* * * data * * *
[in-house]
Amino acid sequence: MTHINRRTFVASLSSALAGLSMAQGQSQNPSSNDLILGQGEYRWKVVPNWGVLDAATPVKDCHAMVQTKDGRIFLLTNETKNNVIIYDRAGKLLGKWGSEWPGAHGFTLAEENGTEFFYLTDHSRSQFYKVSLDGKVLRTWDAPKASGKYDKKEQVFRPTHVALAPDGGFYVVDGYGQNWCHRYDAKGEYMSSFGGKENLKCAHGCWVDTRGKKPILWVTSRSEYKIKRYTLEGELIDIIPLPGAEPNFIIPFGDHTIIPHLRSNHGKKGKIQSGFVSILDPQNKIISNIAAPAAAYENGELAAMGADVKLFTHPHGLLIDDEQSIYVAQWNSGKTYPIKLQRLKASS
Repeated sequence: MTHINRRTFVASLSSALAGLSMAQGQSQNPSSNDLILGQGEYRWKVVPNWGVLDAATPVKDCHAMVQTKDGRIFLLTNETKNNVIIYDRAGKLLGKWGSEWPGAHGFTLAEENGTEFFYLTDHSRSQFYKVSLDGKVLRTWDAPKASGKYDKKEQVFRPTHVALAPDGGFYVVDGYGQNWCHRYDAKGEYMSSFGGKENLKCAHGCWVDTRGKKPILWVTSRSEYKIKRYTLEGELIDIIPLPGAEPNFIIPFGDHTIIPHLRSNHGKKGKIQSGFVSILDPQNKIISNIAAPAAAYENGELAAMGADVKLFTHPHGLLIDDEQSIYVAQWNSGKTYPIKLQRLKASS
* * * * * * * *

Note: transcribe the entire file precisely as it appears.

[in-house]
Amino acid sequence: MTHINRRTFVASLSSALAGLSMAQGQSQNPSSNDLILGQGEYRWKVVPNWGVLDAATPVKDCHAMVQTKDGRIFLLTNETKNNVIIYDRAGKLLGKWGSEWPGAHGFTLAEENGTEFFYLTDHSRSQFYKVSLDGKVLRTWDAPKASGKYDKKEQVFRPTHVALAPDGGFYVVDGYGQNWCHRYDAKGEYMSSFGGKENLKCAHGCWVDTRGKKPILWVTSRSEYKIKRYTLEGELIDIIPLPGAEPNFIIPFGDHTIIPHLRSNHGKKGKIQSGFVSILDPQNKIISNIAAPAAAYENGELAAMGADVKLFTHPHGLLIDDEQSIYVAQWNSGKTYPIKLQRLKASS
Repeated sequence: MTHINRRTFVASLSSALAGLSMAQGQSQNPSSNDLILGQGEYRWKVVPNWGVLDAATPVKDCHAMVQTKDGRIFLLTNETKNNVIIYDRAGKLLGKWGSEWPGAHGFTLAEENGTEFFYLTDHSRSQFYKVSLDGKVLRTWDAPKASGKYDKKEQVFRPTHVALAPDGGFYVVDGYGQNWCHRYDAKGEYMSSFGGKENLKCAHGCWVDTRGKKPILWVTSRSEYKIKRYTLEGELIDIIPLPGAEPNFIIPFGDHTIIPHLRSNHGKKGKIQSGFVSILDPQNKIISNIAAPAAAYENGELAAMGADVKLFTHPHGLLIDDEQSIYVAQWNSGKTYPIKLQRLKASS